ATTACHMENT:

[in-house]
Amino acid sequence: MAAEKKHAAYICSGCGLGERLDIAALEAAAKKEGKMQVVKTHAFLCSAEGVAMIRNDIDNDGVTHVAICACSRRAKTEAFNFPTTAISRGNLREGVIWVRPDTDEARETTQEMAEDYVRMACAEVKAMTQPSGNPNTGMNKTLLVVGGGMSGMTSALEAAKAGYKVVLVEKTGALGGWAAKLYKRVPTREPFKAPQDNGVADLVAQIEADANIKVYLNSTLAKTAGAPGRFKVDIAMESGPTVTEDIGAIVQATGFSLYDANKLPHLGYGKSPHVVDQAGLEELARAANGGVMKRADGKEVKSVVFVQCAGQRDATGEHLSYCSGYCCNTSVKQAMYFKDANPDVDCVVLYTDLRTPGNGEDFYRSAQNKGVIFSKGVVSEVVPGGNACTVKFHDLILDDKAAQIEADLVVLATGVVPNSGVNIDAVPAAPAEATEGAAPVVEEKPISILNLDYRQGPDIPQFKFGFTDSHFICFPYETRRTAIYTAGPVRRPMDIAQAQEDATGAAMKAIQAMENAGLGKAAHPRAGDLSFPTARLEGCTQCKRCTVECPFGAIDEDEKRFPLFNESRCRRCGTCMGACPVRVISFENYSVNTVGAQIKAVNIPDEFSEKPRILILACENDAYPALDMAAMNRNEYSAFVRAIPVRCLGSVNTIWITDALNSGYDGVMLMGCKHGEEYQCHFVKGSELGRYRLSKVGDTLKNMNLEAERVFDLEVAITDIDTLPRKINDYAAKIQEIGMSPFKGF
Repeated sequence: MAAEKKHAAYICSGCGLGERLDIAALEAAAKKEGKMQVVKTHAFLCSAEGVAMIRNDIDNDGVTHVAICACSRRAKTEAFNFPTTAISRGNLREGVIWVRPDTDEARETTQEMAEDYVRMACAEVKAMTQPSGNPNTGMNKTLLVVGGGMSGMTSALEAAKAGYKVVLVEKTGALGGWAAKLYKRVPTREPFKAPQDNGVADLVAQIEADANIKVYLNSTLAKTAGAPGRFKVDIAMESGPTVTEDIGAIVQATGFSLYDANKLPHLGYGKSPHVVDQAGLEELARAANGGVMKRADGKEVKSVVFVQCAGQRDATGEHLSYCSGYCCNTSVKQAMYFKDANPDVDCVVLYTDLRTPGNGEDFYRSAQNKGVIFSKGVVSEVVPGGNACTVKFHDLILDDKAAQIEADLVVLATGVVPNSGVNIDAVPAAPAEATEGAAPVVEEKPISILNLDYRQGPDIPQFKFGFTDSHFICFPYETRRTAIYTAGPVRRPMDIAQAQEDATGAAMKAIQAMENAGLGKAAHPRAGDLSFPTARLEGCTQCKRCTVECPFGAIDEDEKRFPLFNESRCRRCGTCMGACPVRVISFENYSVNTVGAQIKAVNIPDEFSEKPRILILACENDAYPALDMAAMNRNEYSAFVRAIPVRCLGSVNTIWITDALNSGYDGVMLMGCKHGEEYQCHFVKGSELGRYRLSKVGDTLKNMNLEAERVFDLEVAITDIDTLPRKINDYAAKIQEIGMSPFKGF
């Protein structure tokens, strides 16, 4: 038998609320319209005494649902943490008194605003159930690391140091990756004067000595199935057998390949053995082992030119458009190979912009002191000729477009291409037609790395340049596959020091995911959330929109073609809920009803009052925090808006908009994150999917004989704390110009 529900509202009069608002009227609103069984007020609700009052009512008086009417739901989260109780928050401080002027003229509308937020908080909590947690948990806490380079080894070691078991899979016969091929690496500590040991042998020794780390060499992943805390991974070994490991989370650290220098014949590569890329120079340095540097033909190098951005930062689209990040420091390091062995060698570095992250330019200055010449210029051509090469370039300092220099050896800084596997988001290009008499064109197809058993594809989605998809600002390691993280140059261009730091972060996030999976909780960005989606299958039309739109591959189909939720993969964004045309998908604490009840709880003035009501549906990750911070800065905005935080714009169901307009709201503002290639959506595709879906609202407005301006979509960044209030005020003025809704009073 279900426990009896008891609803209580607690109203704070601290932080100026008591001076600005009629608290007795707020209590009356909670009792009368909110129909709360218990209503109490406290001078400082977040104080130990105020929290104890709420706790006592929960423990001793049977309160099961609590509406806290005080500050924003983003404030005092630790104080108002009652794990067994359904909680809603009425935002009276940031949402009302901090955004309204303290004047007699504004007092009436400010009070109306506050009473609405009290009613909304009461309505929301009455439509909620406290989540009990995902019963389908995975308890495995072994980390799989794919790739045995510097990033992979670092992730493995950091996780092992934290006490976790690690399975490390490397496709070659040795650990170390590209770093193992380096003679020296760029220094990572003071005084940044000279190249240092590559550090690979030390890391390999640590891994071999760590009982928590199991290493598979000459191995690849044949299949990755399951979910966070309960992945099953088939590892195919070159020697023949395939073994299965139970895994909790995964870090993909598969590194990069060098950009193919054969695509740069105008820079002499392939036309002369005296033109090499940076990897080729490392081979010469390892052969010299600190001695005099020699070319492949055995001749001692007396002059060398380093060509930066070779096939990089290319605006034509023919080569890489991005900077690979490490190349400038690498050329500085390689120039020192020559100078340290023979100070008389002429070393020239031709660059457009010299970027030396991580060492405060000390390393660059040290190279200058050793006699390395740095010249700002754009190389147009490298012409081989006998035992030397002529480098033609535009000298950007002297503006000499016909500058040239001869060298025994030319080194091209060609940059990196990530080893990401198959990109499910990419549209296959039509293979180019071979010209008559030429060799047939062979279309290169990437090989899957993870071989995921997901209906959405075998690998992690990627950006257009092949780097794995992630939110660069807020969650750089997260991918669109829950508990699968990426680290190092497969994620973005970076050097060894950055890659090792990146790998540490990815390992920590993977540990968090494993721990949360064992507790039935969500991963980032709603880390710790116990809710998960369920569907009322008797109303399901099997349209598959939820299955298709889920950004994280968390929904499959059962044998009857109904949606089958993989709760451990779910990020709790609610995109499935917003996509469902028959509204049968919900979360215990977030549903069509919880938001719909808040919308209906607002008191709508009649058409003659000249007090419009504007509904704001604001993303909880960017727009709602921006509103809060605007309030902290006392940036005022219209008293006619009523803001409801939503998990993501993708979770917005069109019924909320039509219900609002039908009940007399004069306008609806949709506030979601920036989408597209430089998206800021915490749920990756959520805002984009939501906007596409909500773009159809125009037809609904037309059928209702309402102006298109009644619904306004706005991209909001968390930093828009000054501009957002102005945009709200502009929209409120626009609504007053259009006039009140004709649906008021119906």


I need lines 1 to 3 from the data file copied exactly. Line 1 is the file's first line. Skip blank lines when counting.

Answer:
[in-house]
Amino acid sequence: MAAEKKHAAYICSGCGLGERLDIAALEAAAKKEGKMQVVKTHAFLCSAEGVAMIRNDIDNDGVTHVAICACSRRAKTEAFNFPTTAISRGNLREGVIWVRPDTDEARETTQEMAEDYVRMACAEVKAMTQPSGNPNTGMNKTLLVVGGGMSGMTSALEAAKAGYKVVLVEKTGALGGWAAKLYKRVPTREPFKAPQDNGVADLVAQIEADANIKVYLNSTLAKTAGAPGRFKVDIAMESGPTVTEDIGAIVQATGFSLYDANKLPHLGYGKSPHVVDQAGLEELARAANGGVMKRADGKEVKSVVFVQCAGQRDATGEHLSYCSGYCCNTSVKQAMYFKDANPDVDCVVLYTDLRTPGNGEDFYRSAQNKGVIFSKGVVSEVVPGGNACTVKFHDLILDDKAAQIEADLVVLATGVVPNSGVNIDAVPAAPAEATEGAAPVVEEKPISILNLDYRQGPDIPQFKFGFTDSHFICFPYETRRTAIYTAGPVRRPMDIAQAQEDATGAAMKAIQAMENAGLGKAAHPRAGDLSFPTARLEGCTQCKRCTVECPFGAIDEDEKRFPLFNESRCRRCGTCMGACPVRVISFENYSVNTVGAQIKAVNIPDEFSEKPRILILACENDAYPALDMAAMNRNEYSAFVRAIPVRCLGSVNTIWITDALNSGYDGVMLMGCKHGEEYQCHFVKGSELGRYRLSKVGDTLKNMNLEAERVFDLEVAITDIDTLPRKINDYAAKIQEIGMSPFKGF
Repeated sequence: MAAEKKHAAYICSGCGLGERLDIAALEAAAKKEGKMQVVKTHAFLCSAEGVAMIRNDIDNDGVTHVAICACSRRAKTEAFNFPTTAISRGNLREGVIWVRPDTDEARETTQEMAEDYVRMACAEVKAMTQPSGNPNTGMNKTLLVVGGGMSGMTSALEAAKAGYKVVLVEKTGALGGWAAKLYKRVPTREPFKAPQDNGVADLVAQIEADANIKVYLNSTLAKTAGAPGRFKVDIAMESGPTVTEDIGAIVQATGFSLYDANKLPHLGYGKSPHVVDQAGLEELARAANGGVMKRADGKEVKSVVFVQCAGQRDATGEHLSYCSGYCCNTSVKQAMYFKDANPDVDCVVLYTDLRTPGNGEDFYRSAQNKGVIFSKGVVSEVVPGGNACTVKFHDLILDDKAAQIEADLVVLATGVVPNSGVNIDAVPAAPAEATEGAAPVVEEKPISILNLDYRQGPDIPQFKFGFTDSHFICFPYETRRTAIYTAGPVRRPMDIAQAQEDATGAAMKAIQAMENAGLGKAAHPRAGDLSFPTARLEGCTQCKRCTVECPFGAIDEDEKRFPLFNESRCRRCGTCMGACPVRVISFENYSVNTVGAQIKAVNIPDEFSEKPRILILACENDAYPALDMAAMNRNEYSAFVRAIPVRCLGSVNTIWITDALNSGYDGVMLMGCKHGEEYQCHFVKGSELGRYRLSKVGDTLKNMNLEAERVFDLEVAITDIDTLPRKINDYAAKIQEIGMSPFKGF